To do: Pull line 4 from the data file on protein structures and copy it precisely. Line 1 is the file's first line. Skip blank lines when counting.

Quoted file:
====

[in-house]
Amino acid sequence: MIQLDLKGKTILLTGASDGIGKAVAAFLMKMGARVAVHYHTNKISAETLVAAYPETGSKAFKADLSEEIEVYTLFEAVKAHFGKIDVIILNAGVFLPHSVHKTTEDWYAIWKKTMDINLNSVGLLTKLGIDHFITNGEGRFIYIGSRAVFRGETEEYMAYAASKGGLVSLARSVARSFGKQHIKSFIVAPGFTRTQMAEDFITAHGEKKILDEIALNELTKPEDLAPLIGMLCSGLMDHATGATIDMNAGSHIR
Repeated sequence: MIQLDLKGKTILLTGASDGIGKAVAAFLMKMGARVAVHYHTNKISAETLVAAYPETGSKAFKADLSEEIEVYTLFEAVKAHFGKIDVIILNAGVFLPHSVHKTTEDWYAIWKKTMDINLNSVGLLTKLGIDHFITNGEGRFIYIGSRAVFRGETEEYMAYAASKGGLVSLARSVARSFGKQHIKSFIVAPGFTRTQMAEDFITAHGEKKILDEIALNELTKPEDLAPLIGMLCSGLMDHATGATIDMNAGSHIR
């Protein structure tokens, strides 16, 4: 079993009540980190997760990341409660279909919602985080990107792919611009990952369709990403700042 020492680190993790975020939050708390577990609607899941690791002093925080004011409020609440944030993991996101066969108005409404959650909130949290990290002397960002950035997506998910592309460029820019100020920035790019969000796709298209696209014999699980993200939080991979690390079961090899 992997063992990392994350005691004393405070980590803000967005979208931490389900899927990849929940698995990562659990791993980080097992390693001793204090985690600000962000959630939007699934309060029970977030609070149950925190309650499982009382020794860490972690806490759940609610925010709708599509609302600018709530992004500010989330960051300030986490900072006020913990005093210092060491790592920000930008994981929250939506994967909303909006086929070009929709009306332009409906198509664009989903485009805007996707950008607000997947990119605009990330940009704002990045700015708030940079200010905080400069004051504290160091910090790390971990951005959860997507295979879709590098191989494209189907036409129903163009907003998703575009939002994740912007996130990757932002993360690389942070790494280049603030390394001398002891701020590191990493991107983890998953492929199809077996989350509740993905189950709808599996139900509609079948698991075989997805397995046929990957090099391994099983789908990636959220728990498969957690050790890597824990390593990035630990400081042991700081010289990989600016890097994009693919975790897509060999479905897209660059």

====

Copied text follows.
């Protein structure tokens, strides 16, 4: 079993009540980190997760990341409660279909919602985080990107792919611009990952369709990403700042 020492680190993790975020939050708390577990609607899941690791002093925080004011409020609440944030993991996101066969108005409404959650909130949290990290002397960002950035997506998910592309460029820019100020920035790019969000796709298209696209014999699980993200939080991979690390079961090899 992997063992990392994350005691004393405070980590803000967005979208931490389900899927990849929940698995990562659990791993980080097992390693001793204090985690600000962000959630939007699934309060029970977030609070149950925190309650499982009382020794860490972690806490759940609610925010709708599509609302600018709530992004500010989330960051300030986490900072006020913990005093210092060491790592920000930008994981929250939506994967909303909006086929070009929709009306332009409906198509664009989903485009805007996707950008607000997947990119605009990330940009704002990045700015708030940079200010905080400069004051504290160091910090790390971990951005959860997507295979879709590098191989494209189907036409129903163009907003998703575009939002994740912007996130990757932002993360690389942070790494280049603030390394001398002891701020590191990493991107983890998953492929199809077996989350509740993905189950709808599996139900509609079948698991075989997805397995046929990957090099391994099983789908990636959220728990498969957690050790890597824990390593990035630990400081042991700081010289990989600016890097994009693919975790897509060999479905897209660059």